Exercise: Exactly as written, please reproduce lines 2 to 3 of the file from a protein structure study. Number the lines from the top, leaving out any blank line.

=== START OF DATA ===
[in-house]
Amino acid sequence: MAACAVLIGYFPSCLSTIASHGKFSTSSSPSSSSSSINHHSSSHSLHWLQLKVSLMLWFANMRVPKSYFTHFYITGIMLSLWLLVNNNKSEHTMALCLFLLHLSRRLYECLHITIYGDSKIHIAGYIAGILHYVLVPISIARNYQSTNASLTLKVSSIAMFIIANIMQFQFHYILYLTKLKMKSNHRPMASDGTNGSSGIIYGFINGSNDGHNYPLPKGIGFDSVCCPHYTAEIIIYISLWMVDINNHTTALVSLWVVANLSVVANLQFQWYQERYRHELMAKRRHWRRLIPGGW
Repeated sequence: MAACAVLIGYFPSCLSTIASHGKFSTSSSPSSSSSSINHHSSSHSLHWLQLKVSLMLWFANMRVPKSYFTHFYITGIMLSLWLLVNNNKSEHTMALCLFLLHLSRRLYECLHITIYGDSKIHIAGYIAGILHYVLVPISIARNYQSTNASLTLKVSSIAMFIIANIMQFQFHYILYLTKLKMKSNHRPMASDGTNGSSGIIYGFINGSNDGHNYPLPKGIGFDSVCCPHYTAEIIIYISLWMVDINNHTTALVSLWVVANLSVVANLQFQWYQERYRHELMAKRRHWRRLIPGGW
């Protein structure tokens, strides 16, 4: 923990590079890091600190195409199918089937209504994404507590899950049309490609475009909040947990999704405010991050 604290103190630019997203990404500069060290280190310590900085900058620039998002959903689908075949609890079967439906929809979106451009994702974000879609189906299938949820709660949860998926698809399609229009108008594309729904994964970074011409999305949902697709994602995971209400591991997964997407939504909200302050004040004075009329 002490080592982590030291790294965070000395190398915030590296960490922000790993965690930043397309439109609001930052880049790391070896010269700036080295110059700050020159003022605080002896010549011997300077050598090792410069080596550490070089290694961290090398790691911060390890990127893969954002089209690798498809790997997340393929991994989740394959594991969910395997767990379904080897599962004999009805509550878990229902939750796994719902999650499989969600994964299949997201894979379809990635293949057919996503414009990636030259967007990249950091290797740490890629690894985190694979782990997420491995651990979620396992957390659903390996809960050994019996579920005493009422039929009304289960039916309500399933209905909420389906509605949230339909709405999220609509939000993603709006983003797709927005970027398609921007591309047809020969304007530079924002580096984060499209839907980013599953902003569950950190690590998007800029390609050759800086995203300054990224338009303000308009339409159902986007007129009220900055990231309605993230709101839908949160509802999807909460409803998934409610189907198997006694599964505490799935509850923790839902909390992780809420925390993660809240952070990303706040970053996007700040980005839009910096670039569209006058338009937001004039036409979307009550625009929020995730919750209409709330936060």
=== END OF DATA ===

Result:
Amino acid sequence: MAACAVLIGYFPSCLSTIASHGKFSTSSSPSSSSSSINHHSSSHSLHWLQLKVSLMLWFANMRVPKSYFTHFYITGIMLSLWLLVNNNKSEHTMALCLFLLHLSRRLYECLHITIYGDSKIHIAGYIAGILHYVLVPISIARNYQSTNASLTLKVSSIAMFIIANIMQFQFHYILYLTKLKMKSNHRPMASDGTNGSSGIIYGFINGSNDGHNYPLPKGIGFDSVCCPHYTAEIIIYISLWMVDINNHTTALVSLWVVANLSVVANLQFQWYQERYRHELMAKRRHWRRLIPGGW
Repeated sequence: MAACAVLIGYFPSCLSTIASHGKFSTSSSPSSSSSSINHHSSSHSLHWLQLKVSLMLWFANMRVPKSYFTHFYITGIMLSLWLLVNNNKSEHTMALCLFLLHLSRRLYECLHITIYGDSKIHIAGYIAGILHYVLVPISIARNYQSTNASLTLKVSSIAMFIIANIMQFQFHYILYLTKLKMKSNHRPMASDGTNGSSGIIYGFINGSNDGHNYPLPKGIGFDSVCCPHYTAEIIIYISLWMVDINNHTTALVSLWVVANLSVVANLQFQWYQERYRHELMAKRRHWRRLIPGGW